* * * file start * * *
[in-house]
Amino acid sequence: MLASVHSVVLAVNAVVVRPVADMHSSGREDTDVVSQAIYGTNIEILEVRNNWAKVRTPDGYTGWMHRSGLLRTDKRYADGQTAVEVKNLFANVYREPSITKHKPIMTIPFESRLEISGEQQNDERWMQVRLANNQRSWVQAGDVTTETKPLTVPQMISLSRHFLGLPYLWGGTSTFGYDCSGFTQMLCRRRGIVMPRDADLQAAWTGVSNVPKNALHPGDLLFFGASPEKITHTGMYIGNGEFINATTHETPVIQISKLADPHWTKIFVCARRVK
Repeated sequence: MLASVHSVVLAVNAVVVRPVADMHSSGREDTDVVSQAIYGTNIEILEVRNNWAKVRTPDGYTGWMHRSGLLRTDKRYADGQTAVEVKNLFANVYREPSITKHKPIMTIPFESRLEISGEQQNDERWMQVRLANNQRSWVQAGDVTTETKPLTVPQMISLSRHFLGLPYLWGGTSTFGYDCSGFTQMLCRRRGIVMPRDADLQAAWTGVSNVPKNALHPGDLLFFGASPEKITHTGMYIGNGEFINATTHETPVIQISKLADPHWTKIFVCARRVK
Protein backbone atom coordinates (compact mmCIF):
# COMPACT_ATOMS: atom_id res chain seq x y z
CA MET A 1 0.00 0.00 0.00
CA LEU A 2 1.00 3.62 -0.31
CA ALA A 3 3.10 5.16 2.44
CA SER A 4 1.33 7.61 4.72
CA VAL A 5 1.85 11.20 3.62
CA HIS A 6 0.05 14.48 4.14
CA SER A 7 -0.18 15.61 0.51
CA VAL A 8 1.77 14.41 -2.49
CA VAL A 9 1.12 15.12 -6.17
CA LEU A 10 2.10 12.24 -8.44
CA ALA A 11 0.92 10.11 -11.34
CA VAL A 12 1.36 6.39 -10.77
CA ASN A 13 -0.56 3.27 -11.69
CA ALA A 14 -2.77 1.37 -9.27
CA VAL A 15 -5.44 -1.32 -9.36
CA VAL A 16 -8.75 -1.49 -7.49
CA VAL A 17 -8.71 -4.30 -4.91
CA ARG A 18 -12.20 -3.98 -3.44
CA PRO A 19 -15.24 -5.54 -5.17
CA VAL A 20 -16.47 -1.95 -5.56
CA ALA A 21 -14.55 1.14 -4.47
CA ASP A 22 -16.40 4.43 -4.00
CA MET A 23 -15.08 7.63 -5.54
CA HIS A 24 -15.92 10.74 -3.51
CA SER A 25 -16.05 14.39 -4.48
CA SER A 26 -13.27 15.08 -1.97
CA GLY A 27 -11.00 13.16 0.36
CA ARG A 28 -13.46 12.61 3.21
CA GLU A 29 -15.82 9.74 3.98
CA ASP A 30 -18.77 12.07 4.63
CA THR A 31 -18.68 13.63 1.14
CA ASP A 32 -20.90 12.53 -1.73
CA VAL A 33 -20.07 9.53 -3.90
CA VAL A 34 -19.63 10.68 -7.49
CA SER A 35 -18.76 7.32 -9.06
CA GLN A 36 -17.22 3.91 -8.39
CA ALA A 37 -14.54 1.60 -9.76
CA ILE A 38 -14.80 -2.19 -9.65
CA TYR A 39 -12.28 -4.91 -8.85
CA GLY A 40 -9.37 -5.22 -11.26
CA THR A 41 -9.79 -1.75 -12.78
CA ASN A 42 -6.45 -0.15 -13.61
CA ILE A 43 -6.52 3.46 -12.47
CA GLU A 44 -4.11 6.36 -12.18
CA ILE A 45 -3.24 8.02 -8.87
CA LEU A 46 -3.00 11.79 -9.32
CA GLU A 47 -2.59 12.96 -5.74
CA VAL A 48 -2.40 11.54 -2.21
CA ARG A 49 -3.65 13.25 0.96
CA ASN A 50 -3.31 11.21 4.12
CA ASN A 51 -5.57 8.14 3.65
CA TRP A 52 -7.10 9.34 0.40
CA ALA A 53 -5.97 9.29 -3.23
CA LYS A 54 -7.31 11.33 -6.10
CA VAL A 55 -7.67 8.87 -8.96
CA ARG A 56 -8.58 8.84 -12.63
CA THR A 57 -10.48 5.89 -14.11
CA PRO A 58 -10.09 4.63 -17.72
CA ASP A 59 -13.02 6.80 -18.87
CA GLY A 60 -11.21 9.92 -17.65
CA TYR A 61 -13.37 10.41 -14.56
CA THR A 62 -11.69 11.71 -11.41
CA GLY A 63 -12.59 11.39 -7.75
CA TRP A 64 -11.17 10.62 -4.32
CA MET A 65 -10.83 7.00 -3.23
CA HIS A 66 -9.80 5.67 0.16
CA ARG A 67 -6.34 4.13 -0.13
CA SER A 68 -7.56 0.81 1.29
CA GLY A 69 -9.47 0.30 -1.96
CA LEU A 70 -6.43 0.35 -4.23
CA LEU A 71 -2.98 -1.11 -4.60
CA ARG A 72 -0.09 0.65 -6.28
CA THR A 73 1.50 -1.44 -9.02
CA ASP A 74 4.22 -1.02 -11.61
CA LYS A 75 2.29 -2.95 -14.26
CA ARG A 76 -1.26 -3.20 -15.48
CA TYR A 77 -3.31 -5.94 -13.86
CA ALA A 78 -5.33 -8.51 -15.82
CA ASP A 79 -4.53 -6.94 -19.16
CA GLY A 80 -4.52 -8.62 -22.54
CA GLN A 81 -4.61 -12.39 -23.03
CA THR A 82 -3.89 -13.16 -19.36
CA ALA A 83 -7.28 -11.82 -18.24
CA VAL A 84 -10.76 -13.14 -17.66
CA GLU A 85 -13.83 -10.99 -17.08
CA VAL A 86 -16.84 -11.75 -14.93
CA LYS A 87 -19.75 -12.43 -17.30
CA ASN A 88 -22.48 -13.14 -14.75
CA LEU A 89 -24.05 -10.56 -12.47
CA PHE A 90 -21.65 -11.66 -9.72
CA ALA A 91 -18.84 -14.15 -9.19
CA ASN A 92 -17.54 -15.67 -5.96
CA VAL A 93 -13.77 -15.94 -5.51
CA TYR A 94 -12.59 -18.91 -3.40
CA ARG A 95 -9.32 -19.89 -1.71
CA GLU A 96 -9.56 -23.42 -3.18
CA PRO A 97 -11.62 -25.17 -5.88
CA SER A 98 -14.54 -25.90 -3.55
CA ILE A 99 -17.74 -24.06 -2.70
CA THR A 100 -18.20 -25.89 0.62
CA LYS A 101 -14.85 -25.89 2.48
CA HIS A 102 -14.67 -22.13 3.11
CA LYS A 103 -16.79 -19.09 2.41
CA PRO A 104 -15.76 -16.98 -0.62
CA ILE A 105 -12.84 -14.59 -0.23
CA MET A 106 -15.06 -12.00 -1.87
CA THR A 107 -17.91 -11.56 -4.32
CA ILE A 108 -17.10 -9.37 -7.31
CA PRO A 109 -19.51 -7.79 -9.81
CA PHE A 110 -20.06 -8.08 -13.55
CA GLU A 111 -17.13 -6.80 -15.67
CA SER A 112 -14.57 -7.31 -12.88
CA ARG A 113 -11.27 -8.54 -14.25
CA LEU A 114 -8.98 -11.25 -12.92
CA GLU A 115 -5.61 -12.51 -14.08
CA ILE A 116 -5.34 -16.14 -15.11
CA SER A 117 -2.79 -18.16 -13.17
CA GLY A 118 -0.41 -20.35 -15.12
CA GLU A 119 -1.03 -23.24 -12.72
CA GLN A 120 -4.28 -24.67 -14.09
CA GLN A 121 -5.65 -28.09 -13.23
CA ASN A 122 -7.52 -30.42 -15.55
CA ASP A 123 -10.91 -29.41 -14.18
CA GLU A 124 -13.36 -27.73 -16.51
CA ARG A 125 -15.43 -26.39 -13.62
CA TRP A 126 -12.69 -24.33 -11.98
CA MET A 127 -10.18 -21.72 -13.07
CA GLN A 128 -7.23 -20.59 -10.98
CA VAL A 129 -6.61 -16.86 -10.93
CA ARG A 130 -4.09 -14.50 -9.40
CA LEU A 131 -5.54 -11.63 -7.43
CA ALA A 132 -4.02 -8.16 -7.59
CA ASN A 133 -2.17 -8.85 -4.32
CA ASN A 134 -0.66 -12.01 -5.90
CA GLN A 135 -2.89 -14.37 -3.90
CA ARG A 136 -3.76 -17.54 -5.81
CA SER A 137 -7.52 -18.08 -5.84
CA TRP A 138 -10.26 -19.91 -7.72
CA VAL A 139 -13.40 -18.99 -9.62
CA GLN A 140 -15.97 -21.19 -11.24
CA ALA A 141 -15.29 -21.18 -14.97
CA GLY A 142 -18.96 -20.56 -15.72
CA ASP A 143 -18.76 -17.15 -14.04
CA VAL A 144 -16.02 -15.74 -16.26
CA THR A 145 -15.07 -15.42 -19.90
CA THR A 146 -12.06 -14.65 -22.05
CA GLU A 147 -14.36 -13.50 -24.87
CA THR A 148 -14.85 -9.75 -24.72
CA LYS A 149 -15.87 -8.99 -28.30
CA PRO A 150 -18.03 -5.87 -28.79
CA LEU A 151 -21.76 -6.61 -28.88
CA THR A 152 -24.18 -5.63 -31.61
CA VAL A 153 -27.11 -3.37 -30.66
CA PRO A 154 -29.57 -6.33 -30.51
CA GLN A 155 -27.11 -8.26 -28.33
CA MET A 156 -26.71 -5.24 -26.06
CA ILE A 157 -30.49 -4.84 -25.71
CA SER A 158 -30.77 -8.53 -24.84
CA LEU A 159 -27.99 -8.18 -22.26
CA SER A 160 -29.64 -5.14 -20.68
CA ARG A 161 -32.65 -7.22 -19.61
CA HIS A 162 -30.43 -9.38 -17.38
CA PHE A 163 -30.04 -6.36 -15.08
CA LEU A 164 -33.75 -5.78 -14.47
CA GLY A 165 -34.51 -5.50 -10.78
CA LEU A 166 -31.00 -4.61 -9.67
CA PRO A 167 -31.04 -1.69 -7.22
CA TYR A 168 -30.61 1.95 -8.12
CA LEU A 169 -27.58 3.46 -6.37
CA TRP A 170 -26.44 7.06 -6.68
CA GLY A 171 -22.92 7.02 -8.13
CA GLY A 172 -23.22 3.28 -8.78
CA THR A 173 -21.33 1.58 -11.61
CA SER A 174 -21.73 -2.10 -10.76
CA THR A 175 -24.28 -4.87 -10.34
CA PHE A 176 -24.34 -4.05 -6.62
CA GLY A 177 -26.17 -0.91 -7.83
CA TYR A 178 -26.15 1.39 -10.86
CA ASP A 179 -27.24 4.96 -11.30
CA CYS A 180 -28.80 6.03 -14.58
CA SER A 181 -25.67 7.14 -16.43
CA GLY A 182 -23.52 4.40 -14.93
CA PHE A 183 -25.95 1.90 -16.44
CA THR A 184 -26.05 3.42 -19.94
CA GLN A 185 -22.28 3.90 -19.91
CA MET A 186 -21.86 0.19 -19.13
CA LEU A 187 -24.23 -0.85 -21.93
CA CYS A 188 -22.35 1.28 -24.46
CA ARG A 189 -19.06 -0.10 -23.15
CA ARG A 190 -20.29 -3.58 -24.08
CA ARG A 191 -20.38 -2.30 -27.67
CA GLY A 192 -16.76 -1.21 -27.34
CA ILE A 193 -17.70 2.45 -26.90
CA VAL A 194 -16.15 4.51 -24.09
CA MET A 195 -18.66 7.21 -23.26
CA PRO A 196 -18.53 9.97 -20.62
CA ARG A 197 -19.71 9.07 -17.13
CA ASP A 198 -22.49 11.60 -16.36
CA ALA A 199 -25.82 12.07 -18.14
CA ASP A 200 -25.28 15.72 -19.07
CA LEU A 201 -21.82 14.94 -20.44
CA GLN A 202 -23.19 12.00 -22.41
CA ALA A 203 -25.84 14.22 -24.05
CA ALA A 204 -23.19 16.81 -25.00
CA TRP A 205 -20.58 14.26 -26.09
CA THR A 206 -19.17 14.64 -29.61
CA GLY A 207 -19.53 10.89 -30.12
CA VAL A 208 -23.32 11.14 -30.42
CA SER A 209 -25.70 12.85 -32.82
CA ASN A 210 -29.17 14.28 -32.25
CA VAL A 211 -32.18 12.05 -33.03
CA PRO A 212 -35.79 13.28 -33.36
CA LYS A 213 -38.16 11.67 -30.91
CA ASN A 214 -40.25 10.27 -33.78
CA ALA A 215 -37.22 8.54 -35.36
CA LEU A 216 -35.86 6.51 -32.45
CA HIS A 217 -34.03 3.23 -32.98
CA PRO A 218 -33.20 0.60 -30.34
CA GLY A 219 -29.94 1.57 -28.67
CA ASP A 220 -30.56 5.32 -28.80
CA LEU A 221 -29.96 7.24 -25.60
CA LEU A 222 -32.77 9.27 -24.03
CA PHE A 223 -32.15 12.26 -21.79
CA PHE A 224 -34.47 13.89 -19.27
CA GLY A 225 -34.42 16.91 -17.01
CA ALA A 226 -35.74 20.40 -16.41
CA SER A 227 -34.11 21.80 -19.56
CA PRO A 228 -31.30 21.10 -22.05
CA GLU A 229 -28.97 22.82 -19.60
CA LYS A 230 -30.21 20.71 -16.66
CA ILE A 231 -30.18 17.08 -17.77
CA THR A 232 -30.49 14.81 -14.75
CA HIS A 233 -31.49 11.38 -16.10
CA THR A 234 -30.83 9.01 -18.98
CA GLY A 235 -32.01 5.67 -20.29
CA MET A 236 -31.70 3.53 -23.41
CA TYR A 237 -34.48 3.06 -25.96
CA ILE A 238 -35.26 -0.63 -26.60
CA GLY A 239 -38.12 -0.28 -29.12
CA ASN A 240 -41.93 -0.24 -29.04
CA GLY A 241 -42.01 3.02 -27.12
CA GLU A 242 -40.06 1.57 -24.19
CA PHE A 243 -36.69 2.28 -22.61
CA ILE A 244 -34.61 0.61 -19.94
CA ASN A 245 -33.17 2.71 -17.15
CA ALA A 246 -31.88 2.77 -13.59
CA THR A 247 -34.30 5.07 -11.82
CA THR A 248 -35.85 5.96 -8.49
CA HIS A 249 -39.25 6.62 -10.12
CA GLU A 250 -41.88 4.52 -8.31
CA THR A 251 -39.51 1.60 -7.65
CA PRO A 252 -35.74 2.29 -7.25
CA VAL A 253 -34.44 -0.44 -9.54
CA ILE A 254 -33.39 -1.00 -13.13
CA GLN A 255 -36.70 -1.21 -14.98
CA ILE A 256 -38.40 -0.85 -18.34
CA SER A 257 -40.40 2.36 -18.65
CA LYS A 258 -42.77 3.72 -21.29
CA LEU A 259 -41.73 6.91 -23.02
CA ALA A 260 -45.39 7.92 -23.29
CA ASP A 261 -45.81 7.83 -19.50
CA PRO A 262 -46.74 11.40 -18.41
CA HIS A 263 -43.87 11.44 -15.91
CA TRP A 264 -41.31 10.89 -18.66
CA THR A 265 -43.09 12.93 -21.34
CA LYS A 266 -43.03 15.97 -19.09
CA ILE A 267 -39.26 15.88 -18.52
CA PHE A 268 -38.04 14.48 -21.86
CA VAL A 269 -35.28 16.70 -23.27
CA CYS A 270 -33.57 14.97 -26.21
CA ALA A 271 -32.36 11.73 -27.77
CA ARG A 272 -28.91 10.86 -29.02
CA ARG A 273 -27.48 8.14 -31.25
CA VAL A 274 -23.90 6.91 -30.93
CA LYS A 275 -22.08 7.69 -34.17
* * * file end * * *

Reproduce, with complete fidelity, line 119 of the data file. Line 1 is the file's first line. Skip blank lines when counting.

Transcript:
CA LEU A 114 -8.98 -11.25 -12.92